Category Archives: Houston Rockets

Waiver Wire: Coaching Hot Seat

Will the Rockets honor Asik’s request? For now, the answer seems to be no. According to an ESPN report, Asik has been informed that the team is not seeking a deal. Of course, things could change. Denying Asik’s initial request might just be Rockets’ general manager Daryl Morey’s way of saying, “I’m not making a move until the market develops.”

If Morey does opt to deal his disgruntled big man, a “stretch four” would be the logical target. Power forwards with the ability to step out and hit a three have thrived playing next to Howard, Rashard Lewis in Orlando being one of the most obvious examples. Someone like New Orleans’ Ryan Anderson, who is working his way back from a toe injury, would make a lot of sense for Houston.

via Waiver Wire: Coaching Hot Seat.

Jeremy Lin and Hindsight

With Jeremy Lin putting up video game numbers of late… and set to face the Knicks tonight… his electric tenure at Madison Square Garden and subsequent controversial departure have been big topics of discussion.

I might as well chime in, right? Right. And I have too much to say to put this on Twitter… it’d take about 43 tweets.

So here’s my take:

On Lin as a Player

  1. Lin is a nice player. He’s a talented scorer, and he can create opportunities for teammates. But his game has significant holes… he’s a terrible defender, and he turns the ball over far too much.
  2. His jump shot – long considered a hole in his game – seems to have improved significantly.
  3. I don’t think you want him to be your primary ball-handler, because of the turnover issues. And I don’t think he makes a ton of sense in a backcourt with James Harden, because he has the same weaknesses in the turnover and defense departments. (Note that Lin’s strongest play this week came with Harden sidelined.)
  4. Ideally, I think you use Lin as a sixth man, or in a two point guard backcourt paired with a “three-and-D” guy (Mario Chalmers?) or a pass-first floor general type.

Which brings us to…

On Lin’s Exit from MSG

  1. I think the Knicks intended to re-sign Lin. I think they intended to develop him as a player with Jason Kidd serving as mentor and sometime backcourt partner.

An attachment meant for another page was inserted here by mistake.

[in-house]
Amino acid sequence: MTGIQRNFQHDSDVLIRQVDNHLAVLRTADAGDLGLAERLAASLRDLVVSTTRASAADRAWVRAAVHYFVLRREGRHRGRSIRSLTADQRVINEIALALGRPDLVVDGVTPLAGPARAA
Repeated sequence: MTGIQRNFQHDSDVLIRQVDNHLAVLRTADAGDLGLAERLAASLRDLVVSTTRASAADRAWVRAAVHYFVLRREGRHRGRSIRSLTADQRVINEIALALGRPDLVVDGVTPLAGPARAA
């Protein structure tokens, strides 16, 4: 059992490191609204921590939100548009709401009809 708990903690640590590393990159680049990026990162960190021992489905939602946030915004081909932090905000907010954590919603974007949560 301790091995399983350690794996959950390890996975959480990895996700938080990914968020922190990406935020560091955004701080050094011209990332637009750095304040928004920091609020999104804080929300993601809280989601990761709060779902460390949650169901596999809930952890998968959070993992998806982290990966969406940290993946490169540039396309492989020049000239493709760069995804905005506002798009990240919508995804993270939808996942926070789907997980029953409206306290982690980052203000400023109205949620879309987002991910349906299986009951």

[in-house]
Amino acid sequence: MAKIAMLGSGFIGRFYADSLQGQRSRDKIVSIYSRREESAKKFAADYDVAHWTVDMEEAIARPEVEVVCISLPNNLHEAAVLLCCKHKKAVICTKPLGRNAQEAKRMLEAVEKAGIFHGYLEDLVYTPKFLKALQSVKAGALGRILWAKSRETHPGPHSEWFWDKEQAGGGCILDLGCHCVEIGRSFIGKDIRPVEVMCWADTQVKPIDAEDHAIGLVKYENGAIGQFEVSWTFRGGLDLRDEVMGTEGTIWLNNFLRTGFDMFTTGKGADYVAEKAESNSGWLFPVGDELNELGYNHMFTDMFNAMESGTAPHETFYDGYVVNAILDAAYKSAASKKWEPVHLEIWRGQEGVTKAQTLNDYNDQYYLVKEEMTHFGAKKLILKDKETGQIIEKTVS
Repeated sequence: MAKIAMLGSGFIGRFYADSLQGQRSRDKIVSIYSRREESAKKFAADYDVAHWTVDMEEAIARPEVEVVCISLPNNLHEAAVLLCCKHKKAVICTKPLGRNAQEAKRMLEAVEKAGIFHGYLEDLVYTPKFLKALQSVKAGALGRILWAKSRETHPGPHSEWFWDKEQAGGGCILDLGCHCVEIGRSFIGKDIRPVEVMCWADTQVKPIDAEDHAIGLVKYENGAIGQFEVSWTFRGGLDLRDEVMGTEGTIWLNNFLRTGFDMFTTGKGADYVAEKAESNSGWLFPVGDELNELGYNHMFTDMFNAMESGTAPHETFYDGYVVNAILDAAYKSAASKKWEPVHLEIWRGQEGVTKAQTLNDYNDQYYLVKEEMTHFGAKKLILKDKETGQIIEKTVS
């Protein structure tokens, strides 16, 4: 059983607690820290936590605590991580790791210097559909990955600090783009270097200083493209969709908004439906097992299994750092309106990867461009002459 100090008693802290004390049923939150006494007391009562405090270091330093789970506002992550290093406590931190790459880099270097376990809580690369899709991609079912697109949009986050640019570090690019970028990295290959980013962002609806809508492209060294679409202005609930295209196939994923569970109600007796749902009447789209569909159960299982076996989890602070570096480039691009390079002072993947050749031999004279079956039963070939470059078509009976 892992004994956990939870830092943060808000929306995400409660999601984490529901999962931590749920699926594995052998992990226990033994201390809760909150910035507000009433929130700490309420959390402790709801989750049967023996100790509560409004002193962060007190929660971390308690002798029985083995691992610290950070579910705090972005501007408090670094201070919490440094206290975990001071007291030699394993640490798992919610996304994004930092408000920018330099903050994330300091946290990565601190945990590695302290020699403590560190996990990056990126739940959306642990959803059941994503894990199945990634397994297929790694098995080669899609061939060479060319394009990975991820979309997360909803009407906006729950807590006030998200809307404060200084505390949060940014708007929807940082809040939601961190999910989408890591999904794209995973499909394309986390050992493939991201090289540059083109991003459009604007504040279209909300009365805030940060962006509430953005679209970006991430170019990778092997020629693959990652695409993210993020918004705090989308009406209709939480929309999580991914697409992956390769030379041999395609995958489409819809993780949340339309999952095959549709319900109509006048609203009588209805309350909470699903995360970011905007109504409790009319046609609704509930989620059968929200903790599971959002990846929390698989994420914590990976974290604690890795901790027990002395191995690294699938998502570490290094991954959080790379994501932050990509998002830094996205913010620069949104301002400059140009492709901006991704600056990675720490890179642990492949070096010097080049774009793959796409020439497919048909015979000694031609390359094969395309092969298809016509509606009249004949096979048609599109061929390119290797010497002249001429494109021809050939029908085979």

2. I think they badly mis-read the marketplace and were caught totally flat-footed by Houston’s “poison pill” contract offer. Once that happened, they had no choice but to let Lin walk.
  3. Ultimately, the Knicks deserve the criticism they’re still receiving for losing a valuable asset and getting nothing in return. But given the sequence of events, I’m not sure that was ever possible.
  4. Who engineered that poison pill contract? That might be the most interesting question – but I’m not sure we’ll ever know. Was it Daryl Morey alone, reacting to the Knicks’ public statements about their intention to re-sign Lin? Were Lin and his representatives involved? Did Lin want to get out of New York and out of Carmelo Anthony’s shadow? I doubt we’ll ever know… unless and until one of the parties involved writes a tell-all book. (Hey Jeremy… if you need a ghostwriter, give me a shout.)

What if Lin Was a Still a Knick?

Would Lin fit on today’s Knick roster? Absolutely. As I said earlier, I believe Lin’s ideal role would be in a double-PG backcourt. As you may have heard, the Knicks run a lineup like that on a fairly regular basis.

Obviously, the roster might look a lot different if the Knicks had re-signed Lin, but for the sake of this hypothetical, let’s assume that they brought Felton back and signed Prigioni even after making a deal with Lin. Maybe Lin and Felton would be tonight’s starting backcourt… and maybe Knicks Twitter would be begging Mike Woodson to use Lin with Prigs more often. (Actually, that second part seems like a given.)

 

The most cost-effective producers in the NBA

A typically excellent piece from SBNation’s Tom Ziller on the most cost-effective players in the Association… with Houston’s Chandler Parsons topping the list:

Chandler Parsons is the most cost-effective player in the NBA.

Through March 10, Parsons had cost $1,165 per unit of production. The average cost of a unit of production this season is $13,938. Based on that price, Parsons’ production this season has been worth $10.6 million. He’s making $888,000. So he’s currently worth roughly $10 million more than he’s being paid. That’s huge. That’s like a free All-Star, almost.

via Value added: Late draft picks, cheap veterans the most cost-effective producers in the NBA – SBNation.com.

Biggest surprise? The top ten includes a Knick… which might be the first time a New York player has been described as “cost effective” since MSG plucked Anthony Mason and John Starks from obscurity.